Celebrate the Holidays without Going Broke

Posted on: November 26, 2012

At our recent MONEY MONDAYS event, we discussed the challenges of getting through the holidays without financial stress.

Only 29% of Canadians have a set budget for holiday spending according to a recent Bank of Montreal holiday spending survey. On average survey respondents plans to spend $674 on gifts and $1,610 when you include holiday travel, entertainment, and other expenses with many Canadians spending with no plan for paying off their holiday bills.

Here are 4 tips to help you avoid the post-holiday hangover:

1. Don’t deck the halls with debt

Set a realistic spending goal and stick with it. Set aside money every month leading up to this high-spending season. If you’re starting from scratch, don’t just throw everything on a credit card and hope for the best. Spend according to what you can afford, not what you think will impress your kids or others.

2. Get creative

Money doesn’t grow on Christmas trees so stop kidding yourself. Put thought and time into gifts. Make a photo book for grandma; give iPhone or iPad apps you know your favourite geek will love; offer services, like babysitting or a special dinner you cook.

3. Talk

Money can be that elephant in the room, not just in marriages and partnerships but among family members. Don’t be afraid to bring up the subject of holiday spending, be honest and don’t pretend. Let your family know you are trying not to spend money you don’t have. Suggest a gift exchange – everyone draws one name instead of trying to buy for all.

4. The holidays are for giving.

Avoid the temptation of taking advantage of holiday sales for yourself. It’s better to “give than receive” at this time of year!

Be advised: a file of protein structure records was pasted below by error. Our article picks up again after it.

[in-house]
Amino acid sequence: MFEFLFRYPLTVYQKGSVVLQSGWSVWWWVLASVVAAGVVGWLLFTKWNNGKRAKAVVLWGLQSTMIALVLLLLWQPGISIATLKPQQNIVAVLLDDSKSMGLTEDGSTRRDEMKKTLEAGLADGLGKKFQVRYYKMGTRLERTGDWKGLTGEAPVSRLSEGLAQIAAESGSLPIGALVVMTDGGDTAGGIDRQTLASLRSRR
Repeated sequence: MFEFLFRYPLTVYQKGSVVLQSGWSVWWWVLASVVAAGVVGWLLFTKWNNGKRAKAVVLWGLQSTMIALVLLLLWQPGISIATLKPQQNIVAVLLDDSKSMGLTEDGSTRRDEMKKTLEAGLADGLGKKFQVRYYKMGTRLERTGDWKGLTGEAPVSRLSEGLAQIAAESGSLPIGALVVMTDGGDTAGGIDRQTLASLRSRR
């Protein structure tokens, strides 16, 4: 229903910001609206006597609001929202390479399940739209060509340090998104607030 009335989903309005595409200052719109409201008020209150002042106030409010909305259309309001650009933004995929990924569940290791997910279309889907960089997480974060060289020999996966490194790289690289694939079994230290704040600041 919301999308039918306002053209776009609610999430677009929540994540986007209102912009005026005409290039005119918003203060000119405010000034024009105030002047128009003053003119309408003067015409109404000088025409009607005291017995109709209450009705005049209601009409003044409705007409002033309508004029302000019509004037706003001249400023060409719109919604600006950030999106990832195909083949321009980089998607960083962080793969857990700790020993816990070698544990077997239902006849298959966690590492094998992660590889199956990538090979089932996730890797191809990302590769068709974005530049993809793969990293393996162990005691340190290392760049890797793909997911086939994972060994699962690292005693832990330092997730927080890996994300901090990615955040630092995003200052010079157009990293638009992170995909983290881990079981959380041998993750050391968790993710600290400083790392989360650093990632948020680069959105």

Join the Conversation:

Share your ideas of how to enjoy the holidays without financial stress.



Category(s): Budgeting and Cash Flow, Relationship to money
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5 Responses to Celebrate the Holidays without Going Broke

  1. Karen Collacutt says:

    We had a great conversation last night at Money Mondays in Barrie, Ontario. All of our attendees have teenagers and we talked about great ways to give gifts they will like without breaking the bank. Some of our ideas: a “family box” of older movies (bought used or off of the sales racks) and popcorn, candy; grocery gift cards for kids away at school; excellent regifts (an older lazy-boy, a stack of great books); giving family heirlooms. Shopping online can allow you to avoid the crowds and stay away from self-shopping and getting off your list. Great topic!

  2. Canadianbudgetbinder says:

    Great Tips!
    What we do each month is save money in a separate bank account for Christmas time which helps take the pressure off during the holiday season. Budgeting the money has helped us to control our spending and we know exactly what we have and don’t have. There will be no stressing over debt and bills in the New Year in the CBB family. Cheers Mr.CBB

  3. Love the idea of a family gift! I often do a charitable donation for my parents, or the family that has everything. World Vision (www.worldvision.org) and Kiva (www.kvia.com) are two great, fun examples. No shipping, no taxes, not even the cost of a card as its usually all included!
    Gift certificates are also an easy way to avoid the crowds and stick to budget. They are quick and easy to buy and taxes are included!

  4. A few suggestions were brought up to make Christmas more affordable that were new to me. Using your Airmiles points for gift cards at the LCBO can save a lot of $$$ out of your Christmas entertaining budget. Or using them for drug store and movie gift cards can be a great gift for teenagers on your list. Regifting was a big one as long as you remembered who gave it to you. That could be an embarrassing mistake!

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